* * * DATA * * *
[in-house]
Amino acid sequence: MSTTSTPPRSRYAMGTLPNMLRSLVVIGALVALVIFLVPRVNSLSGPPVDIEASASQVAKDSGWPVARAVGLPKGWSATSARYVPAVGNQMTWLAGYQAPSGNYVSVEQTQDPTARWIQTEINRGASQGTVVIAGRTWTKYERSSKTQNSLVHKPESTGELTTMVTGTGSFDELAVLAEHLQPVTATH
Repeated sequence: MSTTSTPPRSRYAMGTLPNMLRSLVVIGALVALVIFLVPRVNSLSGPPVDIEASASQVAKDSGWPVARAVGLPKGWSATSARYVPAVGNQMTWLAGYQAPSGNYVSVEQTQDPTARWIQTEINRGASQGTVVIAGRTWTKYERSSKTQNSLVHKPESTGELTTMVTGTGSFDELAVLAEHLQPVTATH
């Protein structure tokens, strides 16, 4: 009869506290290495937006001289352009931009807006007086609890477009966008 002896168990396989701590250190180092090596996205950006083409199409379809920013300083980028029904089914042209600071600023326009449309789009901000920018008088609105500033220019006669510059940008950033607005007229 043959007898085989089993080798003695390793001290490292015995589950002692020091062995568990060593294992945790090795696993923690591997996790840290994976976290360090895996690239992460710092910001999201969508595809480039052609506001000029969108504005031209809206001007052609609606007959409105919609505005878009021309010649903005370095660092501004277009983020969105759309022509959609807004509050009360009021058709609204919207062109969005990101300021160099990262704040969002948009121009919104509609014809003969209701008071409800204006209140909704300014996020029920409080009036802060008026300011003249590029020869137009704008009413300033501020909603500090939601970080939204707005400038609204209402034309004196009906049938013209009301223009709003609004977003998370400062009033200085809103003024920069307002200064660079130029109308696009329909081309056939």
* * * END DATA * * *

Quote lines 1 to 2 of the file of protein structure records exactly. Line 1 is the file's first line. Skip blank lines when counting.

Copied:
[in-house]
Amino acid sequence: MSTTSTPPRSRYAMGTLPNMLRSLVVIGALVALVIFLVPRVNSLSGPPVDIEASASQVAKDSGWPVARAVGLPKGWSATSARYVPAVGNQMTWLAGYQAPSGNYVSVEQTQDPTARWIQTEINRGASQGTVVIAGRTWTKYERSSKTQNSLVHKPESTGELTTMVTGTGSFDELAVLAEHLQPVTATH